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Border Business Leaders Challenge Mexican Sales Tax Hike

Tijuana’s business community is mounting a legal challenge to Mexico’s planned tax hike for its northern and southern border regions.

Mexico's national congress approved the increased sales tax — from 11 percent to 16 percent — at the end of October as part of sweeping fiscal reforms pushed by President Enrique Peña Nieto.

The increase, which is scheduled to take effect on Jan. 1, 2014, will bring the border region in line with the rest of the country. But businesses in Mexican cities like Tijuana and Nogales argue that the tax hike will drive consumers across the border for cheaper American goods.

Economists have also warned that low-income border residents will see their spending power decline, especially since they may not have the ability to shop in the U.S.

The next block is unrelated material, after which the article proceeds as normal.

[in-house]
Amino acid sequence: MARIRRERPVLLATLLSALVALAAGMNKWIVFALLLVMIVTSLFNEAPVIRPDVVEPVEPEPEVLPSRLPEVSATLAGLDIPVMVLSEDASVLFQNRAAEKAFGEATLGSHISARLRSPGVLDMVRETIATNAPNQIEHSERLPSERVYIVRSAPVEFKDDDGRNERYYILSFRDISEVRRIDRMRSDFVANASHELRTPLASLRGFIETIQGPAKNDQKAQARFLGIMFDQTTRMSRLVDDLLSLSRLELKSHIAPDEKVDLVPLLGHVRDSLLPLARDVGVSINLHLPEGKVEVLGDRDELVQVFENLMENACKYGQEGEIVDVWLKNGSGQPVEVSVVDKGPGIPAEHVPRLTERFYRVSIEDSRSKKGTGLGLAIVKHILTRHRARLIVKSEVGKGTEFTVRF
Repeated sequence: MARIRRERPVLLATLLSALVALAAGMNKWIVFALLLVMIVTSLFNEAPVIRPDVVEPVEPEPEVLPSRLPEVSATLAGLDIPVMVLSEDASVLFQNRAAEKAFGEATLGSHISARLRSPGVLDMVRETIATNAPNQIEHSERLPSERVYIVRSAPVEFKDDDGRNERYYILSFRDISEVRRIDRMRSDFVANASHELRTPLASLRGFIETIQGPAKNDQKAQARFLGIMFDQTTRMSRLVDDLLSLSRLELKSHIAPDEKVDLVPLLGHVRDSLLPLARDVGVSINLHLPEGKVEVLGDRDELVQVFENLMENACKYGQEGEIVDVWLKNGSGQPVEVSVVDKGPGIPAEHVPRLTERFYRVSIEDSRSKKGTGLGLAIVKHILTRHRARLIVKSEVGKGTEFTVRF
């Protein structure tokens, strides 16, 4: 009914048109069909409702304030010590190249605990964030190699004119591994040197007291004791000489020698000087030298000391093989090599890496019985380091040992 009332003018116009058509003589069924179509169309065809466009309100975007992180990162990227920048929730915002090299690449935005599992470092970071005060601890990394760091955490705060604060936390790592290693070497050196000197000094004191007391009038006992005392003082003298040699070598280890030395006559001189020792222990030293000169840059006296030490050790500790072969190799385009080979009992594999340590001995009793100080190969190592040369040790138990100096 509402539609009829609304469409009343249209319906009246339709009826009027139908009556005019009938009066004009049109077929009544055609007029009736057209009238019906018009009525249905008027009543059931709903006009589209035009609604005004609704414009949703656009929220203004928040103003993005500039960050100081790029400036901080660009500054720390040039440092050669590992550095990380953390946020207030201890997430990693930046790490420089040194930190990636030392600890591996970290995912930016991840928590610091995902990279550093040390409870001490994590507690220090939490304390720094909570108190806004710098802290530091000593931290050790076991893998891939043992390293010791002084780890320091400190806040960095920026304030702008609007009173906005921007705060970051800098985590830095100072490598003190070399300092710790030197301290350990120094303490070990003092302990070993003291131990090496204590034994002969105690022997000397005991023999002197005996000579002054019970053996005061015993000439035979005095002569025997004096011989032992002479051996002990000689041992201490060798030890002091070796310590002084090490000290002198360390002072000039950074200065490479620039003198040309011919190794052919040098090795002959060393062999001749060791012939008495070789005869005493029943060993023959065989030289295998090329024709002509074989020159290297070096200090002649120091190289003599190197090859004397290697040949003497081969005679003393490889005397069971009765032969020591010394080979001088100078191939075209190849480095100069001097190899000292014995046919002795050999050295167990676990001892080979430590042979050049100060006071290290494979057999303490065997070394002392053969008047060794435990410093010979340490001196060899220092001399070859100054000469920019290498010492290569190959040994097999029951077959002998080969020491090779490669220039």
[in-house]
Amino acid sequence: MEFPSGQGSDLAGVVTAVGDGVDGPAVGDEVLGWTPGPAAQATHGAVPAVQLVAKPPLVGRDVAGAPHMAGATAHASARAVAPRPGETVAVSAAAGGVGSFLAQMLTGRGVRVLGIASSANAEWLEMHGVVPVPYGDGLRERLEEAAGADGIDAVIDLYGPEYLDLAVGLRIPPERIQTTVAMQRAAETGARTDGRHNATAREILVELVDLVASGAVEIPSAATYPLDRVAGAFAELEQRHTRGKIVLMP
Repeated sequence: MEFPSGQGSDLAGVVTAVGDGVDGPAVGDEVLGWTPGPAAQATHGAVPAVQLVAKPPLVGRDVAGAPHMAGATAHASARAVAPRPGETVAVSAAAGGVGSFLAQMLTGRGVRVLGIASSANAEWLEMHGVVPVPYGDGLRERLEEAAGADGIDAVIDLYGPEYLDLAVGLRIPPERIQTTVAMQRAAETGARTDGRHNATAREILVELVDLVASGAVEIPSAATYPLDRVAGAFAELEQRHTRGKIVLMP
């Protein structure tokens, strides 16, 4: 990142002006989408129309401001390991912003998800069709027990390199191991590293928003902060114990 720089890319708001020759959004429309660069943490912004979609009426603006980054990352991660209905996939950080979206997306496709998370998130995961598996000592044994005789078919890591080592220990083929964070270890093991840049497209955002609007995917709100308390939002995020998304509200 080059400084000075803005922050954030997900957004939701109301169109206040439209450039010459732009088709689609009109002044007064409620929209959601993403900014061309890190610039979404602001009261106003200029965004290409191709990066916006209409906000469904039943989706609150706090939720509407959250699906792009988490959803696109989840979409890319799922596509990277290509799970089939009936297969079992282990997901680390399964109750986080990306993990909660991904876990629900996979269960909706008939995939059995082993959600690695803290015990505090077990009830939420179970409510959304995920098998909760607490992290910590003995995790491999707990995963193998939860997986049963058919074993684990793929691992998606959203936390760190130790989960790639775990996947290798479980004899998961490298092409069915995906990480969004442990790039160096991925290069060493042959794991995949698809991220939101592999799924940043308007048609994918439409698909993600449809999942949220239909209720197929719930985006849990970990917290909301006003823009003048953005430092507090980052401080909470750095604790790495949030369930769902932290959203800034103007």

Border business leaders are challenging the tax hike based on a law passed earlier this year in Mexico that strengthens protections against violations of individual constitutional rights.

They plan to gather signatures from individuals and businesses — in both the northern and southern border region — asserting the tax hike will unfairly harm their livelihood. They’ve also launched a website to coordinate signature gathering.

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